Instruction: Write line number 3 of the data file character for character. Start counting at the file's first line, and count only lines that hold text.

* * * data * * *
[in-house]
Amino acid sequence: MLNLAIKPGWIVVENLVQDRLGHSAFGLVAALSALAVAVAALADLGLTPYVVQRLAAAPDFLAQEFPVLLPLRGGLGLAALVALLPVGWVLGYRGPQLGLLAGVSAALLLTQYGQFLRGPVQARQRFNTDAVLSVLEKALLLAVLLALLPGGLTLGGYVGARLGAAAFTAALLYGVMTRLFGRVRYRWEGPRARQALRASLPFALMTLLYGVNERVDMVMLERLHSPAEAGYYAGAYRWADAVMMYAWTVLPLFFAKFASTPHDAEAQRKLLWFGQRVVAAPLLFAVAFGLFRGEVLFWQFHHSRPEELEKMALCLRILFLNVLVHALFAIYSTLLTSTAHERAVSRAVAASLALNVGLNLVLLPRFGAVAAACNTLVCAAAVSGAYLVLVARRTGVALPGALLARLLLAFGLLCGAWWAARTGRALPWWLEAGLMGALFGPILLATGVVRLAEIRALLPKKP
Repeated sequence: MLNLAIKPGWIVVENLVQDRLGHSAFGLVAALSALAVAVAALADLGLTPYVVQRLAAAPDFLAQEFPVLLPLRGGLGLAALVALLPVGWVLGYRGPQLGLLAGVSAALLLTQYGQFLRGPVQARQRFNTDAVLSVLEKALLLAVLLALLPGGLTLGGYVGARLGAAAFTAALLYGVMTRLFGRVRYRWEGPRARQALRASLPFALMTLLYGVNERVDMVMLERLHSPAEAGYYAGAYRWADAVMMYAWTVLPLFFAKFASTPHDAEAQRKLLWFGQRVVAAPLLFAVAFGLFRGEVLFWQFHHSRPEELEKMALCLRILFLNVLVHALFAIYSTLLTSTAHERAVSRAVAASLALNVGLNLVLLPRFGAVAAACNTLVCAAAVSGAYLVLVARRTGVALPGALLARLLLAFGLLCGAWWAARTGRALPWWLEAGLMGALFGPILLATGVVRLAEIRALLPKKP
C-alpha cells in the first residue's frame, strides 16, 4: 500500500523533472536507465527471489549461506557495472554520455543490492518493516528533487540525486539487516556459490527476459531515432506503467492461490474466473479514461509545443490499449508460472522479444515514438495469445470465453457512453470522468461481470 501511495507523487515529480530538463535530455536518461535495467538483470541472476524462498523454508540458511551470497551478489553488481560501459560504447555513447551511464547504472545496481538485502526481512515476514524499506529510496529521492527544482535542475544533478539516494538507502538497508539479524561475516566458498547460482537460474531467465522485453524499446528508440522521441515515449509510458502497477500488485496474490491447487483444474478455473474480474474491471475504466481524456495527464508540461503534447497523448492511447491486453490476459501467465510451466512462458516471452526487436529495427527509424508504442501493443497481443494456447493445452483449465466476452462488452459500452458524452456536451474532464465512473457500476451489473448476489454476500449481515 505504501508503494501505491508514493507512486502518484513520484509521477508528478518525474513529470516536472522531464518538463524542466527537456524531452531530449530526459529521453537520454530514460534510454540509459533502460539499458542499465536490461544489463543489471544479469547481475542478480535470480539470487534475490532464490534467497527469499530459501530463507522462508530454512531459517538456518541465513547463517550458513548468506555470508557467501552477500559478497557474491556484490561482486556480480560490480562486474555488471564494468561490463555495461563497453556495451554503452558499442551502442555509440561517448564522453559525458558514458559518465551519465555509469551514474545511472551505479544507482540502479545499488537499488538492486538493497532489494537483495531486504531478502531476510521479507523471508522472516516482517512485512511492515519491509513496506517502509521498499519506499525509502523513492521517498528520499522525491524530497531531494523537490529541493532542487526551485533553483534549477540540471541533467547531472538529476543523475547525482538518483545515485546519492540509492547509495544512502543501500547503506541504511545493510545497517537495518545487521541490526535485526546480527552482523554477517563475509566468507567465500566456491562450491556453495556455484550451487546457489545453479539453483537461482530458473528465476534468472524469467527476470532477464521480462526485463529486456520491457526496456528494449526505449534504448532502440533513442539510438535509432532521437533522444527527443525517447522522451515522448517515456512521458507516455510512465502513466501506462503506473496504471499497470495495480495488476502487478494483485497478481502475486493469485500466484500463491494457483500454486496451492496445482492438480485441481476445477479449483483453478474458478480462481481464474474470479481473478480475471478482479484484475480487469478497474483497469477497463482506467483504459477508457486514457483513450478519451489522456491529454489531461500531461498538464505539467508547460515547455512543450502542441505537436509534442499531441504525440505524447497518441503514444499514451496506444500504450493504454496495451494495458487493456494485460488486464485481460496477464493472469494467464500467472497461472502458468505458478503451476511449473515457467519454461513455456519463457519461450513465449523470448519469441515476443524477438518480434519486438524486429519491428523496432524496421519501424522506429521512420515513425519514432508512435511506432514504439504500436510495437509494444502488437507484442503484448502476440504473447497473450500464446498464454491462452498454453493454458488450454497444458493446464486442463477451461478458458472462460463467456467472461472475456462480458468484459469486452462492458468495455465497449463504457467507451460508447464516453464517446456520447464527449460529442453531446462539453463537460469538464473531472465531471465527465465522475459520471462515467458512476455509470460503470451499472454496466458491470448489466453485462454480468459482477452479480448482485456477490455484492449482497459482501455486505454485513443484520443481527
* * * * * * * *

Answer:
Repeated sequence: MLNLAIKPGWIVVENLVQDRLGHSAFGLVAALSALAVAVAALADLGLTPYVVQRLAAAPDFLAQEFPVLLPLRGGLGLAALVALLPVGWVLGYRGPQLGLLAGVSAALLLTQYGQFLRGPVQARQRFNTDAVLSVLEKALLLAVLLALLPGGLTLGGYVGARLGAAAFTAALLYGVMTRLFGRVRYRWEGPRARQALRASLPFALMTLLYGVNERVDMVMLERLHSPAEAGYYAGAYRWADAVMMYAWTVLPLFFAKFASTPHDAEAQRKLLWFGQRVVAAPLLFAVAFGLFRGEVLFWQFHHSRPEELEKMALCLRILFLNVLVHALFAIYSTLLTSTAHERAVSRAVAASLALNVGLNLVLLPRFGAVAAACNTLVCAAAVSGAYLVLVARRTGVALPGALLARLLLAFGLLCGAWWAARTGRALPWWLEAGLMGALFGPILLATGVVRLAEIRALLPKKP